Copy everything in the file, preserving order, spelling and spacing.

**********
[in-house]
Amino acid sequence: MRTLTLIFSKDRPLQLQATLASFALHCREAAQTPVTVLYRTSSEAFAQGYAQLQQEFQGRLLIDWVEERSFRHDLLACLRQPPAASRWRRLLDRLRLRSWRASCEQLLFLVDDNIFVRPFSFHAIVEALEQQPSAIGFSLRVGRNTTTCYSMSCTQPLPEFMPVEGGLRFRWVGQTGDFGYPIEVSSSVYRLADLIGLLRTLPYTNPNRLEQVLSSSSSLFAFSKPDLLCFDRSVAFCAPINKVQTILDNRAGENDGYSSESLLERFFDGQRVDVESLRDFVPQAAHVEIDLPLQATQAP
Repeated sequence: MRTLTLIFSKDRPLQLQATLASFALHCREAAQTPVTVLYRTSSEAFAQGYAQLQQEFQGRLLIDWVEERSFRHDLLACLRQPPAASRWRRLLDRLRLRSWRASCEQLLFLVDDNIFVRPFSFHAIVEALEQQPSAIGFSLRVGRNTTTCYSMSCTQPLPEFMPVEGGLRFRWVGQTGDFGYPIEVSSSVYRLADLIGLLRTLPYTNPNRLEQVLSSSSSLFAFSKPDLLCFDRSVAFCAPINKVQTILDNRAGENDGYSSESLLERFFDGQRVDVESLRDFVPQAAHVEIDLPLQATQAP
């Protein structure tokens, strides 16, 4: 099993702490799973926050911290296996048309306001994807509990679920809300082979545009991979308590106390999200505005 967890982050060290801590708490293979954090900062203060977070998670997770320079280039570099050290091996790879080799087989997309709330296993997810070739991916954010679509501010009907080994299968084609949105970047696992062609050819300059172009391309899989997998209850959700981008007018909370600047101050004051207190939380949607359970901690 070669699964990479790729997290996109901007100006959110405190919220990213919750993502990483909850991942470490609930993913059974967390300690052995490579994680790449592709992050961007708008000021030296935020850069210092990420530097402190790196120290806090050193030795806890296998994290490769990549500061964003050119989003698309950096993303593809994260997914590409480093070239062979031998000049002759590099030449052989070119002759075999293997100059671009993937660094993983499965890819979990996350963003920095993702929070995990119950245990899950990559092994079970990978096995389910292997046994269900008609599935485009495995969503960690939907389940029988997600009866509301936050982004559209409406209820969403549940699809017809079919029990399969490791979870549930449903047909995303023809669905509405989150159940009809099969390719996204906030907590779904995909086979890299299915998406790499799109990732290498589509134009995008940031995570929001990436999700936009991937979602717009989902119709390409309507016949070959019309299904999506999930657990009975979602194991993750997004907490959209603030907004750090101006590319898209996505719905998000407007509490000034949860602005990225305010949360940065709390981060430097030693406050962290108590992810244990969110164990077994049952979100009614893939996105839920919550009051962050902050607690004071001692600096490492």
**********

[in-house]
Amino acid sequence: MRTLTLIFSKDRPLQLQATLASFALHCREAAQTPVTVLYRTSSEAFAQGYAQLQQEFQGRLLIDWVEERSFRHDLLACLRQPPAASRWRRLLDRLRLRSWRASCEQLLFLVDDNIFVRPFSFHAIVEALEQQPSAIGFSLRVGRNTTTCYSMSCTQPLPEFMPVEGGLRFRWVGQTGDFGYPIEVSSSVYRLADLIGLLRTLPYTNPNRLEQVLSSSSSLFAFSKPDLLCFDRSVAFCAPINKVQTILDNRAGENDGYSSESLLERFFDGQRVDVESLRDFVPQAAHVEIDLPLQATQAP
Repeated sequence: MRTLTLIFSKDRPLQLQATLASFALHCREAAQTPVTVLYRTSSEAFAQGYAQLQQEFQGRLLIDWVEERSFRHDLLACLRQPPAASRWRRLLDRLRLRSWRASCEQLLFLVDDNIFVRPFSFHAIVEALEQQPSAIGFSLRVGRNTTTCYSMSCTQPLPEFMPVEGGLRFRWVGQTGDFGYPIEVSSSVYRLADLIGLLRTLPYTNPNRLEQVLSSSSSLFAFSKPDLLCFDRSVAFCAPINKVQTILDNRAGENDGYSSESLLERFFDGQRVDVESLRDFVPQAAHVEIDLPLQATQAP
């Protein structure tokens, strides 16, 4: 099993702490799973926050911290296996048309306001994807509990679920809300082979545009991979308590106390999200505005 967890982050060290801590708490293979954090900062203060977070998670997770320079280039570099050290091996790879080799087989997309709330296993997810070739991916954010679509501010009907080994299968084609949105970047696992062609050819300059172009391309899989997998209850959700981008007018909370600047101050004051207190939380949607359970901690 070669699964990479790729997290996109901007100006959110405190919220990213919750993502990483909850991942470490609930993913059974967390300690052995490579994680790449592709992050961007708008000021030296935020850069210092990420530097402190790196120290806090050193030795806890296998994290490769990549500061964003050119989003698309950096993303593809994260997914590409480093070239062979031998000049002759590099030449052989070119002759075999293997100059671009993937660094993983499965890819979990996350963003920095993702929070995990119950245990899950990559092994079970990978096995389910292997046994269900008609599935485009495995969503960690939907389940029988997600009866509301936050982004559209409406209820969403549940699809017809079919029990399969490791979870549930449903047909995303023809669905509405989150159940009809099969390719996204906030907590779904995909086979890299299915998406790499799109990732290498589509134009995008940031995570929001990436999700936009991937979602717009989902119709390409309507016949070959019309299904999506999930657990009975979602194991993750997004907490959209603030907004750090101006590319898209996505719905998000407007509490000034949860602005990225305010949360940065709390981060430097030693406050962290108590992810244990969110164990077994049952979100009614893939996105839920919550009051962050902050607690004071001692600096490492």